Yanaguana Garden rendering. Image courtesy HPARC.

Yanaguana Garden: A fitting name for the first phase in the rebirth of Hemisfair. Slated to open to the public in 2015, this park is envisioned as an oasis that will draw the natives of our city, and not just the tourists. Andres Andujar, CEO of the Hemisfair Park Area Redevelopment Corporation, issued the battle cry: “Great cities have great downtowns. Great downtowns have great urban parks.”

This is true; after decades of sad urban decay and isolation had taken its toll on the area, it is a breath of fresh air to finally see construction teams breaking ground on the redevelopment.

The City of San Antonio’s Public Art Board approved moving forward on the playscape concept in January, and the eight-member team of artists led by Stuart Allen has been meeting since to hone and define each aspect of the project. According to Allen, things have been going very well.

“The group is dynamic and there is a lot of enthusiasm and engagement because it is such an important site,” he said. We had an opportunity to speak briefly as Allen and his family were road tripping through eastern Colorado. “Many of the artists involved have kids and families, so on a personal level this is super appealing. The response has been great.”

In addition to overseeing this creative dream team, Stuart Allen is also the project manager for Confluence Park, the $10 million community park initiative on the Mission Reach of the San Antonio River.

Confluence Park, designed by Ball-Nogues Studio. Image courtesy S.A. River Foundation.
Confluence Park, designed by Ball-Nogues Studio. Image courtesy S.A. River Foundation.

A well respected artist and arts consultant, his work is found in dozens of public and private collections including four U.S. Embassies, UNESCO Headquarters in Paris, the Tokyo Kite Museum and multiple museums in the U.S.

You may well know his work if you have spent quality time in San Antonio’s down-under, along the river. Take a good look under the bridges at Brooklyn and McCullough and you will see 29° 25´ 57? N / 98° 29´ 13? W and 29° 26? 00? N / 98° 29? 07? W commissioned by the San Antonio River Foundation in 2009. The latitude and longitude coordinates refer to the location of the art, and this is a naming device that Allen frequently employs in his work.

McCollough Underpass by Stuart Allen. Photo courtesy Mark Menjivar.
McCollough Underpass by Stuart Allen. Photo courtesy Mark Menjivar.

“Stuart Allen was a terrific choice to head the Hemisfair Park project,” said David S. Rubin, independent curator and author.  “He is a seasoned professional in public art, both as an artist and as an administrator.  I have had the pleasure of knowing him in both capacities, first working with him on his site-specific installation for the Great Hall at the San Antonio Museum of Art and, more recently, in serving together on the Art and Architecture Committee of the San Antonio River Foundation.”

Mixing Chamber (2008) at San Antonio Museum of Art, in collaboration with Potter Belmar Labs: Leslie Raymond and Jason Jay Stevens. Photo courtesy Stuart Allen.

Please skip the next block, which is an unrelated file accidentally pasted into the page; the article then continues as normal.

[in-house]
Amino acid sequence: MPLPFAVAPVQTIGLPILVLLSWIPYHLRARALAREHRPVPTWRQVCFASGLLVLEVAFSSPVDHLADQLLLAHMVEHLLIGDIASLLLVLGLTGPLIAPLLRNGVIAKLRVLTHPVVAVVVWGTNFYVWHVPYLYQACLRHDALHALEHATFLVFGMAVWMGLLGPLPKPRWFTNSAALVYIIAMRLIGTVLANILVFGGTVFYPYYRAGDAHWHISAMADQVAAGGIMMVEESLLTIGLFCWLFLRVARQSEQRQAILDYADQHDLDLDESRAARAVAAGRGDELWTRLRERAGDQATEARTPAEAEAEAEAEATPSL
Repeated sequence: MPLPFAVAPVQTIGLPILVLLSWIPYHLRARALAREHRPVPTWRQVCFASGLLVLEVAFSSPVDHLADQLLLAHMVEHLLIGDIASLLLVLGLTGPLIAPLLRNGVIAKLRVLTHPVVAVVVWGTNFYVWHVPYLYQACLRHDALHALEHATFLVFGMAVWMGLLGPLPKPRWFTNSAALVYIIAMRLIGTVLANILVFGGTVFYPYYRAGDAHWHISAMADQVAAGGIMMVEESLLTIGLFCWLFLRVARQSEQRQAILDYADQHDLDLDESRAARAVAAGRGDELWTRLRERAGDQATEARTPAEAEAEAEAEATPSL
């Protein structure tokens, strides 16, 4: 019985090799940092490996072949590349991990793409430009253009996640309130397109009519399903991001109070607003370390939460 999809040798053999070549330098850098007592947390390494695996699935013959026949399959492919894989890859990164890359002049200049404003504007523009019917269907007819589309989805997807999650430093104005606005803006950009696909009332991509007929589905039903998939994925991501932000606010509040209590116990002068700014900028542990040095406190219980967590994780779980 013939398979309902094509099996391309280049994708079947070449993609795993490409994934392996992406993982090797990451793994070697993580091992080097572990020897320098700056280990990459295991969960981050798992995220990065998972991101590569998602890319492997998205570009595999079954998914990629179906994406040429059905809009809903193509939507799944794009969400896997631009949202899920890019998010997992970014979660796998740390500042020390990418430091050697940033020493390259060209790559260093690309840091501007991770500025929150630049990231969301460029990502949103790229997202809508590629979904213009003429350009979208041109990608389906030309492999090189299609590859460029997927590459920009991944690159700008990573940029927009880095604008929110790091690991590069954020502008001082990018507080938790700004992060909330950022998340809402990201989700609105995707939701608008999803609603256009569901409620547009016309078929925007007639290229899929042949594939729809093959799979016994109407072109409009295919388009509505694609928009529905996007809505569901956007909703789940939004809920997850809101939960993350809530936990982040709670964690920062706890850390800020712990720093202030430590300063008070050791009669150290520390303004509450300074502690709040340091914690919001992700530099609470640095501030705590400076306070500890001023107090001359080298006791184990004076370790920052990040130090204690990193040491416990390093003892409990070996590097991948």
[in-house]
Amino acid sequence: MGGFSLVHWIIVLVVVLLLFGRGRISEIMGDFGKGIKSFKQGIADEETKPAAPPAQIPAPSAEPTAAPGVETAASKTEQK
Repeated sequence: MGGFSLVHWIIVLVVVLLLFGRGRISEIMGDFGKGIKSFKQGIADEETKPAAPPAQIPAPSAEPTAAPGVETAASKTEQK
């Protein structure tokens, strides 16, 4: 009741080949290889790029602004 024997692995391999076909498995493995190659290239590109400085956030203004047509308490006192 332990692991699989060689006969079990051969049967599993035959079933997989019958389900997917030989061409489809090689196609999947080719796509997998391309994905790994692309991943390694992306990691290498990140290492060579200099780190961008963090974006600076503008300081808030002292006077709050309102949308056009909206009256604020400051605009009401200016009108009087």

Mixing Chamber (2008) at San Antonio Museum of Art, in collaboration with Potter Belmar Labs: Leslie Raymond and Jason Jay Stevens. Photo courtesy Stuart Allen.

What is fascinating beyond Allen’s deep professional experience in managing projects is the art that he makes. There is a tremendous sense of, well, play. His sculptural works, with a few notable exceptions, are mostly comprised of canvas, laminated wood struts, wire, string — elements that you would commonly find in the construction of kites. These are generally site -pecific works, soaring into the interior spaces of public places, giving the sense of loft, air, movement. The work is very precise, certainly architectural in scope and exquisitely crafted — and I use this term pointedly as a compliment. The work has clear intention and is always quietly engaging.

Soap Bubbles, Bubble #9 (2014). Photo courtesy Stuart Allen.
Soap Bubbles, Bubble #9 (2014). Photo courtesy Stuart Allen.

Allen also has a large body of work in photography. His latest series is a group of works called Soap Bubbles. According to Allen, “This series exploits an optical phenomenon that occurs when visible light is distorted by the thin film membrane of a soap bubble. Soap bubbles deconstruct daylight, amplifying some wavelengths while canceling others out, creating an array of color that speaks to the complexity and mutability of what we see as ‘white’ light.”

Dance Lines, Tango (2002). Photo courtesy Stuart Allen.
Dance Lines, Tango (2002). Photo courtesy Stuart Allen.

In fact, when you study Allen’s work, the manipulation of the characteristics of light is the thread that connects all. His time-based light experimentations are intriguing, and I especially liked the series that was done for the Crocker Art Museum in Sacramento, California, Dance Lines (2003). By attaching light to professional dancers, Allen captured the intricate movements in the light trails left by utilizing a long exposure. Again, the artist is in a collaborative mode, working with dancers specializing in a variety of styles. He captures the precision inherent in  the most elusive and ephemeral of the arts.